In New York City’s Central Park, beside the Turtle Pond, and between the Delacorte Theater and the 79th Street Transverse, sits the Shakespeare Garden and one of my favourite park benches. Inscribed on the bench is a quote from Walter Scott: “Nothing is more the child of art than a garden.”
Unfortunately, many of us city-dwellers don’t have the opportunity to indulge the innocent art of gardening, nor the obscenity to construct Versailles. However, just because everything is beer and skittles living in the inner city doesn’t mean we’ve lost the plot.
Many of pv magazine’s urban, and indeed urbane readers, will be aware of the idea of community gardens, but what about solar gardens? Solar gardens are offsite solar arrays in which the average punter can purchase a “solar plot,” which generates clean energy credited to your power bill.
Green thumb in the inner city
Sydney’s Inner West Council is a leader in solar uptake with its ambitious target of 1000% increase in solar penetration over the next decade. In fact, last month the council doubled its solar capacity in a single swoop. But now council is inviting Inner West residents to be part of Australia’s first large scale solar garden, the Haystacks Solar Garden initiative, a 1 MW solar farm in the NSW Riverina Region.
The initiative is offering 3 kW ‘solar plots’ to 333 ‘solar gardeners’ with a green thumb who don’t necessarily have the roofspace or option to install their own solar panels. Considering almost a third of Australians are unable to install solar panels because of their living situation, this is a feasible solar option with enormous potential.
A history of solar gardening
Of course, in Australia, solar gardening goes back tens of thousands of years, but solar gardens using solar panels first received Australian Renewable Energy Agency (ARENA) funding back in 2018. ARENA provided a grant of $240,000 to the $555,000 project run by the University of Technology Sydney.
The concept has a slightly longer history in the U.S., where large scale arrays have been developed for apartment dwellers, renters, and low income housing tenants. By 2018 there was already 200 MW of solar gardens in the U.S.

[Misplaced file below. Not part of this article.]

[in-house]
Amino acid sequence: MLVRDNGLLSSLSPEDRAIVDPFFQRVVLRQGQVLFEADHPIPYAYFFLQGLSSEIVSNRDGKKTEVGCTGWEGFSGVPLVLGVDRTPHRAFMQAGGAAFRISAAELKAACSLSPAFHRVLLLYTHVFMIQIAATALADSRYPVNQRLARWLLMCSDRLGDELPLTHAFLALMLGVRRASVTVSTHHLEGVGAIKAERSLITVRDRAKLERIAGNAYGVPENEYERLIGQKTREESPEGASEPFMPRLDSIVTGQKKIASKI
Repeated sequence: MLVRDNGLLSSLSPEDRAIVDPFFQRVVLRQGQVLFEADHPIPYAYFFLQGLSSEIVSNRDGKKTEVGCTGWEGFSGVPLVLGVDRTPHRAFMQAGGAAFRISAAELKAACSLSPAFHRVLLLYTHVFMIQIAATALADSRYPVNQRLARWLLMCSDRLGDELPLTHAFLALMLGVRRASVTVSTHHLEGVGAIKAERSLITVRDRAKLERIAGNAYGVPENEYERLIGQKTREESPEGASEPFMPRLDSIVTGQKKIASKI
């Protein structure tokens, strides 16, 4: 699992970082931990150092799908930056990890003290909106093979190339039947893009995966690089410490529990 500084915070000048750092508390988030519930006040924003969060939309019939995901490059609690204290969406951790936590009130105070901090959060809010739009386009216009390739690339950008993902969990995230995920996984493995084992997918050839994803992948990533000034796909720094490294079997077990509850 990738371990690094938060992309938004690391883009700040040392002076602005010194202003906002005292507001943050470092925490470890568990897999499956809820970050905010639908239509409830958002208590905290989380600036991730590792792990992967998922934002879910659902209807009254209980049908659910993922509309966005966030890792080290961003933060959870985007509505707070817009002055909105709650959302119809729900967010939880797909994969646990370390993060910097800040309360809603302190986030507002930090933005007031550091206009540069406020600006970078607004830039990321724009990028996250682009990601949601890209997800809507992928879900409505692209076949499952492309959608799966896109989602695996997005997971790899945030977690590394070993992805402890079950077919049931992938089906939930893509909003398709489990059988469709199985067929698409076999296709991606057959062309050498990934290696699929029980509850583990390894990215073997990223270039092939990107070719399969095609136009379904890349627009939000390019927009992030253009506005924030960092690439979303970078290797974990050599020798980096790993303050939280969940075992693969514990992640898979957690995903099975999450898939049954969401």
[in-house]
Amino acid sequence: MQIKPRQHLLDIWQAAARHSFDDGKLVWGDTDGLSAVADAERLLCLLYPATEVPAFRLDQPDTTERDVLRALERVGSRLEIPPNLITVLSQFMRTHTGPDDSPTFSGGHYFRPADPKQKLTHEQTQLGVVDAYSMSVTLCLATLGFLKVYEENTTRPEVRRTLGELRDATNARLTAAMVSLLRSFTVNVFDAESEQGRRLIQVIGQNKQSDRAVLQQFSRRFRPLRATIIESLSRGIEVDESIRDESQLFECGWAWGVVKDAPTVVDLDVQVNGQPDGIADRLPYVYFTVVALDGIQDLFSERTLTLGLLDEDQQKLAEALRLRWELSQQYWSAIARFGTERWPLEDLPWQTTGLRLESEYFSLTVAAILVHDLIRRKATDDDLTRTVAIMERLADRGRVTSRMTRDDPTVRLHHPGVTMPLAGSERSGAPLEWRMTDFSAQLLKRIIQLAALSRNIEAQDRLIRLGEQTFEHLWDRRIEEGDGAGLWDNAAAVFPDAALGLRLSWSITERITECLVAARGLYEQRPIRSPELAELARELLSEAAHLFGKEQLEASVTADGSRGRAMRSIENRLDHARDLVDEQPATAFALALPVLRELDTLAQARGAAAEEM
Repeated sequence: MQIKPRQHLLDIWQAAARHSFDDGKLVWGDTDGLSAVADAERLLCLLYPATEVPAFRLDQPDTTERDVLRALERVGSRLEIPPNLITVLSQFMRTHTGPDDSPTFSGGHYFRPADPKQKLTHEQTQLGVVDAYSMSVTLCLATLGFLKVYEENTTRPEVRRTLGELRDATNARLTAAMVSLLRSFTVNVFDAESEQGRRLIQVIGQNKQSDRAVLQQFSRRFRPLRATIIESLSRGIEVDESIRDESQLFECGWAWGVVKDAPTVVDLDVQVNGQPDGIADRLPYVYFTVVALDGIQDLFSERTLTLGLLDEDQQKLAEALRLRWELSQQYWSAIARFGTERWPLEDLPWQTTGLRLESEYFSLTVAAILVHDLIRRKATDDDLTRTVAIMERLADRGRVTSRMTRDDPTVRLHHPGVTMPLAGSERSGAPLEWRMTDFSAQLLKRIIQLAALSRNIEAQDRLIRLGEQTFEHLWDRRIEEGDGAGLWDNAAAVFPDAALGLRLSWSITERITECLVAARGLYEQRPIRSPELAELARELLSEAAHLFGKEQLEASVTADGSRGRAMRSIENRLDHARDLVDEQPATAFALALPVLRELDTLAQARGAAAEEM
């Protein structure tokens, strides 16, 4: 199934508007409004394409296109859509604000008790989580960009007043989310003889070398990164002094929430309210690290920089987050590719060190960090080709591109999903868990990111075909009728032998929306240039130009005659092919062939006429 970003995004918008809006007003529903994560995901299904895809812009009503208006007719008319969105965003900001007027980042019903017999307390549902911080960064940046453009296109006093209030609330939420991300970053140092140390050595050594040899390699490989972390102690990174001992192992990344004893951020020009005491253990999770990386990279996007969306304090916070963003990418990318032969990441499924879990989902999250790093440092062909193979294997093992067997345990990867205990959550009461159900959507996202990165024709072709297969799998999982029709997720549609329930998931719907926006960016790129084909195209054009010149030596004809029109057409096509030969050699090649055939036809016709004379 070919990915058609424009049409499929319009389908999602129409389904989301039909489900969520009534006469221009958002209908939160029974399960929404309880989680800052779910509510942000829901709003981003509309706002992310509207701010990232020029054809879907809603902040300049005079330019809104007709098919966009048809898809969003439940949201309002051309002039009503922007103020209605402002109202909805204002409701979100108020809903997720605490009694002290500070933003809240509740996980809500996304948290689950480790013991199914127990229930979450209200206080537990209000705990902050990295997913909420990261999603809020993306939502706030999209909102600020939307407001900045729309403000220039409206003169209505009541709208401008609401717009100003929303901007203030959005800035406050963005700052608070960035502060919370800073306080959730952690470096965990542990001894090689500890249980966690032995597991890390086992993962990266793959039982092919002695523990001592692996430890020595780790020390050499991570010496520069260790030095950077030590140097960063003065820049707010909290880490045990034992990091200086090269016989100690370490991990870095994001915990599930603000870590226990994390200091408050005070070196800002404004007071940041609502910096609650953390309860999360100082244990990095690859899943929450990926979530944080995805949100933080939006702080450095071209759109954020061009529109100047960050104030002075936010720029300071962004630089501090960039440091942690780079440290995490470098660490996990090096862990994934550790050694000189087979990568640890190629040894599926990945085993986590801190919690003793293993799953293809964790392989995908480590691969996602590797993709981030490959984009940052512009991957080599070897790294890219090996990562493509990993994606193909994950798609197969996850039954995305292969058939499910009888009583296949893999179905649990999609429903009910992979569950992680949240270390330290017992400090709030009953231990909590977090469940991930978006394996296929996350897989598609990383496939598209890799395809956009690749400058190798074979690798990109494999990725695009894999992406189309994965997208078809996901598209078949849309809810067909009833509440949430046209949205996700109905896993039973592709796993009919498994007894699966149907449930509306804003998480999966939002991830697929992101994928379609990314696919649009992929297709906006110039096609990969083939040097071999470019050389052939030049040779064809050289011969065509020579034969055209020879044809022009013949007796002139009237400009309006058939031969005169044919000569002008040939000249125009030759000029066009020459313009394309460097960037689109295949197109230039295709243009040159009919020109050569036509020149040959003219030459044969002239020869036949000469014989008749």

It is no secret that grid congestion and a lack of bi-partisanship on transmission upgrades is hindering Australia’s inevitable transition to renewable energy. But as some of the nation’s largest projects are being caught in the bottleneck, small-scale utility solar is surging. Small-scale utility solar, particularly around the 5 MW mark, can fly under the radar of the NEM’s congestion woes, and solar gardens can progress for just the same reason.
The Haystacks Solar Garden, supported by a grant from the NSW Government’s Regional Community Energy Fund, occupies about four hectares of land in the Haystacks region of the NSW Riverina. The garden, a cooperative, is the ideal way for renters and apartment-dwellers (i..e. anyone who isn’t a Boomer), to play a part in the energy transition and save money on their electricity bill at the same time.
According to Inner West Councillor Anna York, “40% of our residents live in rental properties and 44% of Inner West homes are apartments…Connecting Inner West residents with the solar garden is an exciting opportunity to break down solar barriers.”
Considering your solar isn’t tied to your place of residence, and you’ll be helping small-scale and rural clean energy retailers, solar gardening really is an easy solve – we might even call it child’s play.
An online information session run by the Community Power Agency for Inner West residents is on Wednesday 9 September, 5.30-6.30pm. Or click here to apply for Haystacks co-op membership.
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